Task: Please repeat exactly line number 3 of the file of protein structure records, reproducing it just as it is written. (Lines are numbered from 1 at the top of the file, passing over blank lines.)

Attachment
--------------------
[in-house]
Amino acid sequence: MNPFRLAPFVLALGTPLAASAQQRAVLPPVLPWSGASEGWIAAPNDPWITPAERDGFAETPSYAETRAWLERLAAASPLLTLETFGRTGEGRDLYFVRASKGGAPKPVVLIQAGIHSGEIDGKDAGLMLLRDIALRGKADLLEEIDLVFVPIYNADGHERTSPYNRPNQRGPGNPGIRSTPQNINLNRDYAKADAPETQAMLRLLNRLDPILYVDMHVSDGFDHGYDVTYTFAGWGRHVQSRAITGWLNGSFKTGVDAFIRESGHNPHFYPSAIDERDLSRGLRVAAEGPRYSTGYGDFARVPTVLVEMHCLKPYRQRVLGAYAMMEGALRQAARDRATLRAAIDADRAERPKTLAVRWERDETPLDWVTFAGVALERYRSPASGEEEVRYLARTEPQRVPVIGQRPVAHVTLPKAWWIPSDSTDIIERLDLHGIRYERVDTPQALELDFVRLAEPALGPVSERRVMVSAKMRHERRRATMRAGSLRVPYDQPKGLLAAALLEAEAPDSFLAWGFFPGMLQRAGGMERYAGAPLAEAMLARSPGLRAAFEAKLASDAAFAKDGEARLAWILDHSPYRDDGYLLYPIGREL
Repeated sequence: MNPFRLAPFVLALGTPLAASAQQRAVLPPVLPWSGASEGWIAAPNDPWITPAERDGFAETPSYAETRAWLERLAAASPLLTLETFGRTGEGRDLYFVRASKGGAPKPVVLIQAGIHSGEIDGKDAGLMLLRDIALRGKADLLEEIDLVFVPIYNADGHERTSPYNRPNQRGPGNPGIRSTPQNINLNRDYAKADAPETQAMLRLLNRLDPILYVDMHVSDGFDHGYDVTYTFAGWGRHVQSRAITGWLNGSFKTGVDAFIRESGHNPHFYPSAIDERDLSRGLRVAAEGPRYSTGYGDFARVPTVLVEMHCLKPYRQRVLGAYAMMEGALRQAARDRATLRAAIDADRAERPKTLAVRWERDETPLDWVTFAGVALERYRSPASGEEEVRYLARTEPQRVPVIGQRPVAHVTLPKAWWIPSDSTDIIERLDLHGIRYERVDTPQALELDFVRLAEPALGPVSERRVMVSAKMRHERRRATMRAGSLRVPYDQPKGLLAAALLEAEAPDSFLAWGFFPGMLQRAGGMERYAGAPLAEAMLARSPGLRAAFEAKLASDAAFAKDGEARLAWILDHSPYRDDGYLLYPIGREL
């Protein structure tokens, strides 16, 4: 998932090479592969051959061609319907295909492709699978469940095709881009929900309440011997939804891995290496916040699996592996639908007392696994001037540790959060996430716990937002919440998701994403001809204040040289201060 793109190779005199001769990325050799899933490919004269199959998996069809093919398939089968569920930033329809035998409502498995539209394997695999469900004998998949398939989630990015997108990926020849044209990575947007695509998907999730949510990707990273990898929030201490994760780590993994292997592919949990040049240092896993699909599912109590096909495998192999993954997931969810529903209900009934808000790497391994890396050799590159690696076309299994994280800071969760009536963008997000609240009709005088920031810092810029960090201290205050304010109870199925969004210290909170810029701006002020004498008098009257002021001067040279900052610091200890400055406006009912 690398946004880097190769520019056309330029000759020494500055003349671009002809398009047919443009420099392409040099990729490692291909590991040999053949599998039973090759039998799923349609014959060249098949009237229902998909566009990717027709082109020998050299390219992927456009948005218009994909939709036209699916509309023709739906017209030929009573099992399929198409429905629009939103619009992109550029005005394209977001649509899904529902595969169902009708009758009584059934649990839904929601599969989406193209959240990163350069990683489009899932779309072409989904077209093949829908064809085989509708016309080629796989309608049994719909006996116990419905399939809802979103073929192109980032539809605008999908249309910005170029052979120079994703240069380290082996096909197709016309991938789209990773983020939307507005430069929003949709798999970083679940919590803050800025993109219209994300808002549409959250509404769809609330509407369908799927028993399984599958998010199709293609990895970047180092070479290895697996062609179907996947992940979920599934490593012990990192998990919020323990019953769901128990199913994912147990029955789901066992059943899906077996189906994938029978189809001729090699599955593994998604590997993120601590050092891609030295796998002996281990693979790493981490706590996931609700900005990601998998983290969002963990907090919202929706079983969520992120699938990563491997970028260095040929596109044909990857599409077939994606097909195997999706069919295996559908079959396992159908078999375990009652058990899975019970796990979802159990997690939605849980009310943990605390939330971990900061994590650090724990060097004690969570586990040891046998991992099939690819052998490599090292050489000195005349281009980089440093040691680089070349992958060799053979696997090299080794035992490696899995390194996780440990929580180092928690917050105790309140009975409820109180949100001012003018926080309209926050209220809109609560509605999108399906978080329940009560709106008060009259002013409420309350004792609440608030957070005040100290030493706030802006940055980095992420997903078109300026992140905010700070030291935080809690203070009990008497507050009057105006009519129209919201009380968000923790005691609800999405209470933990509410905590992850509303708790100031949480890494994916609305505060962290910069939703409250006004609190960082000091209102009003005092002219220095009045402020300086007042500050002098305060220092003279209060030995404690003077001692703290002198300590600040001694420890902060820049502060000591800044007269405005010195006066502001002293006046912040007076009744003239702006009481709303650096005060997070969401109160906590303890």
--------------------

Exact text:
Repeated sequence: MNPFRLAPFVLALGTPLAASAQQRAVLPPVLPWSGASEGWIAAPNDPWITPAERDGFAETPSYAETRAWLERLAAASPLLTLETFGRTGEGRDLYFVRASKGGAPKPVVLIQAGIHSGEIDGKDAGLMLLRDIALRGKADLLEEIDLVFVPIYNADGHERTSPYNRPNQRGPGNPGIRSTPQNINLNRDYAKADAPETQAMLRLLNRLDPILYVDMHVSDGFDHGYDVTYTFAGWGRHVQSRAITGWLNGSFKTGVDAFIRESGHNPHFYPSAIDERDLSRGLRVAAEGPRYSTGYGDFARVPTVLVEMHCLKPYRQRVLGAYAMMEGALRQAARDRATLRAAIDADRAERPKTLAVRWERDETPLDWVTFAGVALERYRSPASGEEEVRYLARTEPQRVPVIGQRPVAHVTLPKAWWIPSDSTDIIERLDLHGIRYERVDTPQALELDFVRLAEPALGPVSERRVMVSAKMRHERRRATMRAGSLRVPYDQPKGLLAAALLEAEAPDSFLAWGFFPGMLQRAGGMERYAGAPLAEAMLARSPGLRAAFEAKLASDAAFAKDGEARLAWILDHSPYRDDGYLLYPIGREL